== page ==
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Ivermectin’s counterfactual appeal | Inquirer Opinion


Defying authoritative scientific voices attesting to its uselessness as a cure or prophylactic against COVID-19, a good number of Filipinos are turning to the antiparasitic drug ivermectin as an answer to the coronavirus. A cursory look at the profile of its advocates (e.g., in chat groups) would immediately tell us that these are not ignorant or irresponsible individuals. Most of them are well-meaning and well-informed professionals.

What could possibly be behind ivermectin’s counterfactual appeal?

To begin to answer this question, we must distinguish between the technical world of medical scientists and experts, and the real-world situations in which people make decisions for themselves and their loved ones. The former typically supplies the legitimation for official policy; the latter forms the complex setting in which individuals calculate the practical actions they must take in an emergency.

It won’t do to merely cite ivermectin’s unproven effects and ban its use, or worse, to threaten with arrest and imprisonment those who promote its use. This will only trigger a backlash and heighten people’s distrust of authority and of science itself. Italy’s Five Star Movement arose partly as a reaction to the country’s mandatory vaccination laws.

It’s important to understand where people are coming from. I can think of at least seven reasons why it won’t be so easy for the authorities to turn public opinion against ivermectin.

One, it is in the nature of science to question and qualify what previous studies have established as fact. The growth of science feeds on such skepticism. That is the reason for the use of caveats and reservations in scientific papers, something that most policymakers and implementers would rather omit in their own pronouncements. Self-correcting moves are part and parcel of the scientific activity. A year ago, the wearing of masks was prescribed only for those who were sick, so they don’t infect others. Today, everyone has to wear a mask.

Two, in the age of the internet, personal testimonial evidence has become a powerful element in shaping people’s beliefs about medicine and science. Between findings drawn from clinical trials, on one hand, and direct testimonials from real-life persons we know, on the other, people would usually assign greater weight to the latter. They are not necessarily anti-science. Obscure scientific journals, previously the domain of a small community, have become easily accessible to lay people. Today, often to their doctors’ annoyance, they may take up with them the latest findings on experimental treatments.

Three, when the findings of experts are translated into coercive policy as though to cut further discussion and debate, the ground is set for the growth of all kinds of conspiracy theories. The collusion between big pharma and scientists, or between corporate giants and regulatory bodies, is not entirely fictional. People will follow the money trail when they are not given convincing explanations for official decisions taken supposedly on the advice of scientists.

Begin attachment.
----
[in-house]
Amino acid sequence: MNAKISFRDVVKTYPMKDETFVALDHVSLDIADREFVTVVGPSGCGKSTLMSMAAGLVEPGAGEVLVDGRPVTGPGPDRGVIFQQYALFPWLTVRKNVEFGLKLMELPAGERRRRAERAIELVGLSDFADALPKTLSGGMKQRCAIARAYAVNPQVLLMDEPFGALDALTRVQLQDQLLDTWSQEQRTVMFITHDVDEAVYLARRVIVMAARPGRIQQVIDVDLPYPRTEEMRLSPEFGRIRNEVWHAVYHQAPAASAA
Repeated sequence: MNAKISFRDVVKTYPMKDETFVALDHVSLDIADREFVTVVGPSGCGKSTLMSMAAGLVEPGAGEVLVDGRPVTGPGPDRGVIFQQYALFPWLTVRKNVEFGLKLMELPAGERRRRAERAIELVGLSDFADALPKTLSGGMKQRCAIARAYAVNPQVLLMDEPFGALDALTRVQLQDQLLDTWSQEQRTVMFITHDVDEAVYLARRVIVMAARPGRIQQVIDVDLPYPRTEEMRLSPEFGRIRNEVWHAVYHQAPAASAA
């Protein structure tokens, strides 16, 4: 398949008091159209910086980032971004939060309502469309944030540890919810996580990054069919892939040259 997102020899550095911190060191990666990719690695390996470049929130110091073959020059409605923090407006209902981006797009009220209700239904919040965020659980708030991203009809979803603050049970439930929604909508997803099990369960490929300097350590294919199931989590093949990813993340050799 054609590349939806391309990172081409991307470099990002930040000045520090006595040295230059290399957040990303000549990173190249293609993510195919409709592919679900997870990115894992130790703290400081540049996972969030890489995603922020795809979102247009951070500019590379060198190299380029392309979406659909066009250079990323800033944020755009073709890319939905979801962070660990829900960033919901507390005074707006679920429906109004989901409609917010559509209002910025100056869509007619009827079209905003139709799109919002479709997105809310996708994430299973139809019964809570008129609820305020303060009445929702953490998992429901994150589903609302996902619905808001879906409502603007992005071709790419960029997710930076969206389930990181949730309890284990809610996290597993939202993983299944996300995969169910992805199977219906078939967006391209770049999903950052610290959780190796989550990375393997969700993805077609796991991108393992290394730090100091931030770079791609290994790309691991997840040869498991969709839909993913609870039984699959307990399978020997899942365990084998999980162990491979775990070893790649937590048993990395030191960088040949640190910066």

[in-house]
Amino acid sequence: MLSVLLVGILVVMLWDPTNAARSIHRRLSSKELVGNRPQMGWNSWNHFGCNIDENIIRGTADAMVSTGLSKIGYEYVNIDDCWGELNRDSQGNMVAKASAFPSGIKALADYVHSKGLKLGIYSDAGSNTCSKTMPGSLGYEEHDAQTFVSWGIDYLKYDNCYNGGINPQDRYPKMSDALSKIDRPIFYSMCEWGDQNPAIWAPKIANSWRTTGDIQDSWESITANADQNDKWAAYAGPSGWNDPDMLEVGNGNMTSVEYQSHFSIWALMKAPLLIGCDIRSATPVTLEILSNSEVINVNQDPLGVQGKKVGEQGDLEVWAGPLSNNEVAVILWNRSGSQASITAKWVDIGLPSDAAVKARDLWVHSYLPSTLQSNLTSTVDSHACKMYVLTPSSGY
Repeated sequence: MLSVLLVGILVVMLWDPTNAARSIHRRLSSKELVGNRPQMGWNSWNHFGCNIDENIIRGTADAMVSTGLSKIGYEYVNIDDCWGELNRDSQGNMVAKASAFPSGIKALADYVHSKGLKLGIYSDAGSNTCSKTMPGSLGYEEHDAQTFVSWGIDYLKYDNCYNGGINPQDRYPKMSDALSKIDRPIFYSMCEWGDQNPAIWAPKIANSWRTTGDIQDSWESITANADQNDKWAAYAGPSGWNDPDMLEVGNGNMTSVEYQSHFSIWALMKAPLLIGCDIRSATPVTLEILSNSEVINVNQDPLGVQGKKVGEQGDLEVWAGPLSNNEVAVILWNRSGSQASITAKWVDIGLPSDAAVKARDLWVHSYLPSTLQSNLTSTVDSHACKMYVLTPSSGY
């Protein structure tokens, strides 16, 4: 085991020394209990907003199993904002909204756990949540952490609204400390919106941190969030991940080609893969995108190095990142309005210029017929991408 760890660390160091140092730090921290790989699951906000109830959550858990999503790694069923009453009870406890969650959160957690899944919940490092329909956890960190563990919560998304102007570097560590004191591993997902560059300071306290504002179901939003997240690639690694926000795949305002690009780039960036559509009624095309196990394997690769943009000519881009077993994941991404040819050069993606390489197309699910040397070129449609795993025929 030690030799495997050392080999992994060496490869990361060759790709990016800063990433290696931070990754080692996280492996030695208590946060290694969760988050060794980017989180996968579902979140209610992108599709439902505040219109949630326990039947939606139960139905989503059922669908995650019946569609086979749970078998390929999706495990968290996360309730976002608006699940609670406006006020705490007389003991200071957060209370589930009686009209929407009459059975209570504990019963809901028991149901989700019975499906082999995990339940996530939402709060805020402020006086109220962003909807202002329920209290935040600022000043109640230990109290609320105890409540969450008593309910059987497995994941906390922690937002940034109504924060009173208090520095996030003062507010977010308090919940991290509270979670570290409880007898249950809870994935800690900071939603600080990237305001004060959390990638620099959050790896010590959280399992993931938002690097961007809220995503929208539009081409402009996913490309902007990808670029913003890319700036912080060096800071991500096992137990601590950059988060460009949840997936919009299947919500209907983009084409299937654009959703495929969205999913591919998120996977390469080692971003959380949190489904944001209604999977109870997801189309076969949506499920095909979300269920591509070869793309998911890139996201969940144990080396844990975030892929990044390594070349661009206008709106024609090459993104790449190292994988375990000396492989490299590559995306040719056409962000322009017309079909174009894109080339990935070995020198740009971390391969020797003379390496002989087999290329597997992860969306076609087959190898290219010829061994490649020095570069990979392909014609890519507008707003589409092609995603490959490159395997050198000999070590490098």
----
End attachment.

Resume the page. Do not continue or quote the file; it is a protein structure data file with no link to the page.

Four, it is not easy to explain why so-called “emergency use authorization” is granted to vaccines for use in mass vaccination programs on a global scale, based only on interim findings concerning their efficacy and safety. Yet not even a small measure of this guarded optimism is accorded to possible cures like ivermectin.

Five, when Filipinos talk of ivermectin, along with other herbal cures like Lianhua and immune boosters like ImmunPro, they do so in the context of a steep rise in new coronavirus infections. And with no guaranteed supply of vaccines in sight, they are fearful for their families. They want to be ready with every possible alternative protection they can get just in case they catch the virus and need to self-medicate.

Six, ivermectin is relatively inexpensive, compared to the drugs prescribed in most hospitals for the management of COVID-19 symptoms, and to the cost of hospitalization itself. People hear of COVID-19 patients hooked onto ventilator machines for weeks, only to die alone in the ICU. In the face of overcrowded ERs and COVID-19 makeshift tents, many are prompted to self-isolate at home and deal with their symptoms, using any drug preparation at hand that holds even the faintest promise of a cure.

Seven, ivermectin may not be as effective as it is touted to be, but most people are not aware either of adverse effects resulting from its use—outcomes as serious as those possibly linked to one popular COVID-19 vaccine—like blood clots in the brain. The experts will have to state emphatically that this antiparasitic drug is not only ineffective but also highly injurious to human health if taken without a responsible doctor’s advice and supervision. Reported cases of long-term brain damage supposedly associated with ivermectin have to be validated with the same judiciousness invested in the scrutiny of the serious side effects of vaccines.

I am sure there are more reasons for ivermectin’s continuing appeal than I have laid out here. To give voice to them is not to endorse or affirm their validity. It is only to elucidate the unspoken rationality that underpins them. It is also to underscore the importance of resisting the temptation to employ coercive means to stamp out dissident voices that run counter to the discourse of experts.

It is part of modernity to allow science to speak its truth autonomously, free from political, economic, or other forms of interference. We are not quite there yet, unfortunately—as the handling of the COVID-19 pandemic has abundantly shown.

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